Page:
Robert A. Margo

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    Default Re: German Concert Mandolin- design ideas etc.

    Quote Originally Posted by JHumphrey View Post
    !

    (The tuning pegs in the picture are actually geared planetary pegs- they tune easily and stay in tune! The concert mandolin would be steel string, so I would be using metal geared tuners on a slotted peghead.)
    That's something I didn't even know about. How awesome! The old fiddle just might get a work over. -h

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    Mando-Accumulator Jim Garber's Avatar
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    Default Re: German Concert Mandolin- design ideas etc.

    Those are likely Perfection pegs made by Knilling.

    Quote Originally Posted by margora View Post
    The sound of a German bowlback is more lute like and balanced than the traditional Italian bowlback instrument, sort of like a classical guitar version of a mandolin. It is especially well-suited for the modern German mandolin ensemble repertoire. I also think it works well for baroque music, and certainly for contemporary music. It is perhaps not as well suited to, say, Calace, although still perfectly fine.
    An excellent description. Aside from Brian Dean (mentioned above) there are a few makers located on the Eye Candy page. I would check out:
    • Knorr
    • Albert & Müller
    • Woll
    • Dotzauer

    I played a Knorr a few years ago. Very nicely made but not my taste in terms of tone. The Germans prefer a mellow tone with little string noise (a plus there) and for the most part use Thomastik strings. I like the contrast between mellower classical guitar and the brighter, more Italian sound of the Italian style mandolins.
    Jim

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    Default Re: German Concert Mandolin- design ideas etc.

    Quote Originally Posted by Clicker View Post
    That's something I didn't even know about. How awesome! The old fiddle just might get a work over. -h

    Yeah Clicker - the only planetary tuners I'd ever heard of are banjo 5th string tuners. You learn something new every day around here. Thankfully.
    The more I learn, the less I know.

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    Registered User JHumphrey's Avatar
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    Default Re: German Concert Mandolin- design ideas etc.

    Thanks very much for these tonal descriptions. I am a classical guitarist primarily, so I can relate to the crispness and mellow sound there. Also, the added width of the German style (as compared to the Italian style) surely contributes to the more mellow, less bright tone. I have also studied the construction of ouds, which are similar in several ways to lute, so I think I can use that to my advantage in acquiring a sound right in that pocket.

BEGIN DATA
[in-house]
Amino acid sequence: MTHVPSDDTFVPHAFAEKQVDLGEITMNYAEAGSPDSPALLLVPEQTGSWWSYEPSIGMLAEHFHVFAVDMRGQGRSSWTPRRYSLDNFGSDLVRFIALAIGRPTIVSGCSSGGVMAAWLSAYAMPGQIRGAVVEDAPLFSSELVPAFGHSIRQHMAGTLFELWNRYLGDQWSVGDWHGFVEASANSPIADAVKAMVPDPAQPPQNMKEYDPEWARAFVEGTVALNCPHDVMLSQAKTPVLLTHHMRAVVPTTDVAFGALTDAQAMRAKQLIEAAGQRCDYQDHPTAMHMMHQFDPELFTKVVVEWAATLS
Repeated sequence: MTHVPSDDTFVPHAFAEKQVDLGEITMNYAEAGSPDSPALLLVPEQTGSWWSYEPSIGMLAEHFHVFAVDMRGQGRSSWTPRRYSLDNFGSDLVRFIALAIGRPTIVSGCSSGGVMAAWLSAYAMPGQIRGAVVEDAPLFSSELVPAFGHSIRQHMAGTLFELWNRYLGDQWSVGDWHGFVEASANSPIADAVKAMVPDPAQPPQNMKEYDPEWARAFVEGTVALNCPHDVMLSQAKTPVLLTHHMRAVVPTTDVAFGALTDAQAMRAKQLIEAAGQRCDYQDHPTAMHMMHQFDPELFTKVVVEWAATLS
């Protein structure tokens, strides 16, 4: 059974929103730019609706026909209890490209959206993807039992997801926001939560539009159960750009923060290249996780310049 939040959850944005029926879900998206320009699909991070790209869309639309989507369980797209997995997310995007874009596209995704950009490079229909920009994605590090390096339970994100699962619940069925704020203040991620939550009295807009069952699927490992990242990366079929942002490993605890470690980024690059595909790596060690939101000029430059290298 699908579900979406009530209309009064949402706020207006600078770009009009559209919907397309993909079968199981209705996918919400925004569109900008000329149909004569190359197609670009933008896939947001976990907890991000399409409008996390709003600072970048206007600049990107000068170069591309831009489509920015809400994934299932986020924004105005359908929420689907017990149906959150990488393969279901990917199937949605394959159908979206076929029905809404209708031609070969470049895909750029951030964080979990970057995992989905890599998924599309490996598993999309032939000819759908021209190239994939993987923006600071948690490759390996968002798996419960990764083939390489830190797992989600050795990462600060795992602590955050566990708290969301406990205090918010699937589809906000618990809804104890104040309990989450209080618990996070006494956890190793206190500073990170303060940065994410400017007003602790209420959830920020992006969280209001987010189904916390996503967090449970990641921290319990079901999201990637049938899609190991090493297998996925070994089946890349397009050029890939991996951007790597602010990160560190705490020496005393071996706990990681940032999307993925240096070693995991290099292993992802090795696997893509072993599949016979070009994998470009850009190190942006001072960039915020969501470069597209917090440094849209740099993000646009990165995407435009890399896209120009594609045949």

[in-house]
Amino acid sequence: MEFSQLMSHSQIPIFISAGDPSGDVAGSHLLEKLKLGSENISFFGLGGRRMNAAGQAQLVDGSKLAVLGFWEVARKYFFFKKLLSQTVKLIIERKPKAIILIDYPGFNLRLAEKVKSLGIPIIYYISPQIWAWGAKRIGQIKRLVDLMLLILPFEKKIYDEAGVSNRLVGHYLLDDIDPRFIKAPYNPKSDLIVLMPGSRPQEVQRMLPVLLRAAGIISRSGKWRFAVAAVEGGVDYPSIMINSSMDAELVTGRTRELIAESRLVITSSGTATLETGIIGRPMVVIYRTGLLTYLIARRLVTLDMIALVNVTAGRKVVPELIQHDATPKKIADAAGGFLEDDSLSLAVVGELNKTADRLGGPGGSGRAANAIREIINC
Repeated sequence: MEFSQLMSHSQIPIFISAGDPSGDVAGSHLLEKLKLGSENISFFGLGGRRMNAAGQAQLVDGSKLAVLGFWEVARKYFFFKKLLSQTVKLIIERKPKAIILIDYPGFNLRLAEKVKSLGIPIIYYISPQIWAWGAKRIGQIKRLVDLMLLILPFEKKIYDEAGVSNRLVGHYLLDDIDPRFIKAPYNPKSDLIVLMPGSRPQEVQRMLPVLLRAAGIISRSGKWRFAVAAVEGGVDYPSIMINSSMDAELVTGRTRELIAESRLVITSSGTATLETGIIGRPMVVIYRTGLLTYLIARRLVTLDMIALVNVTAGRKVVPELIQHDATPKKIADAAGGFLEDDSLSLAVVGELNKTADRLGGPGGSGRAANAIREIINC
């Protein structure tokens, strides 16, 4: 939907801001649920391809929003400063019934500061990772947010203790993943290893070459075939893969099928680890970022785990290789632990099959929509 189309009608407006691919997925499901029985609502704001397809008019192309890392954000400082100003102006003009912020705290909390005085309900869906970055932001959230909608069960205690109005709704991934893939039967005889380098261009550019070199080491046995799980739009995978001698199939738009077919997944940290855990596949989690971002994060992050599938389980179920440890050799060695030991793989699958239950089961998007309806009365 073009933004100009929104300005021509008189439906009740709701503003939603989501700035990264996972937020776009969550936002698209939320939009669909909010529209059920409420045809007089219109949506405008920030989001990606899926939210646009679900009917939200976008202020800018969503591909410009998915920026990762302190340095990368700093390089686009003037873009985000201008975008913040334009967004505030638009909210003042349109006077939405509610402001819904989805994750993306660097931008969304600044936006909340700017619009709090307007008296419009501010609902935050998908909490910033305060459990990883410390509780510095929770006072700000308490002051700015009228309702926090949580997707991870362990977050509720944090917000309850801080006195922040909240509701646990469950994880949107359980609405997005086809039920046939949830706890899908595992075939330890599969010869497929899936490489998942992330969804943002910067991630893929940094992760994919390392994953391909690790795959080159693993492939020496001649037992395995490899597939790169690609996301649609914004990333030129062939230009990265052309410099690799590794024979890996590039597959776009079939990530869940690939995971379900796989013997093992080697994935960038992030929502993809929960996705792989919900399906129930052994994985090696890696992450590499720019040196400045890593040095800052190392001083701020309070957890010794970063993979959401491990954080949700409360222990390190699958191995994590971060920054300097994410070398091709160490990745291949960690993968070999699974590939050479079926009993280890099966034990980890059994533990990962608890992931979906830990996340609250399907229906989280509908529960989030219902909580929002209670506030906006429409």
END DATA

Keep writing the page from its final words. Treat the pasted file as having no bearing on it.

Yes- those are perfection pegs. I've used them on ouds, ukes and other projects- I highly recommend them. Unless you are an absolute purist and need ebony pegs in your violin, lute or oud, the perfection pegs eliminate any friction problems (they have adjustable friction) and increase your tuning precision times 4.

    Thanks!

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    Work in Progress Ed Goist's Avatar
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    Default Re: German Concert Mandolin- design ideas etc.

    I'm very much looking forward to following this thread.
    Here is the link to the page for Brian Dean's "The German".
    Good luck on this project J.
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    Default Re: German Concert Mandolin- design ideas etc.

    This looks amazing!
    How is the bracing setup?
    I am building a german mandoline and i had a longer discussion with an oud - builder from tunesia last week. In the end we both knew that we are building totally different instruments. Inside the oud, the bracing has to have space to the bridgeposition min 2 centimeters ( 1 7/8-Inch?) and the bracing-sticks are not shaped and in parallel and on the other hand, the mandolin has only 3 very shaped bracing-sticks and in the german one, - they are not in parallel. The last one has only a spacing og around 1-1.5cm towards the bridge (the last bracing is sitting between the buckling and the bridge).
    Is it possible to get a photo of the bracing? How thick is the sprucetop?
    Regards
    Erich

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    Registered User JHumphrey's Avatar
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    Default Re: German Concert Mandolin- design ideas etc.

    Thanks Erich,
    The top is cedar. Yes, the bracing is totally different for oud style instrument. I will check if I took photos of the bracing- I can't remember just now. The cedar top ended up around 1.8 mm.
    Thanks also for the info about bracing of the German mandolin!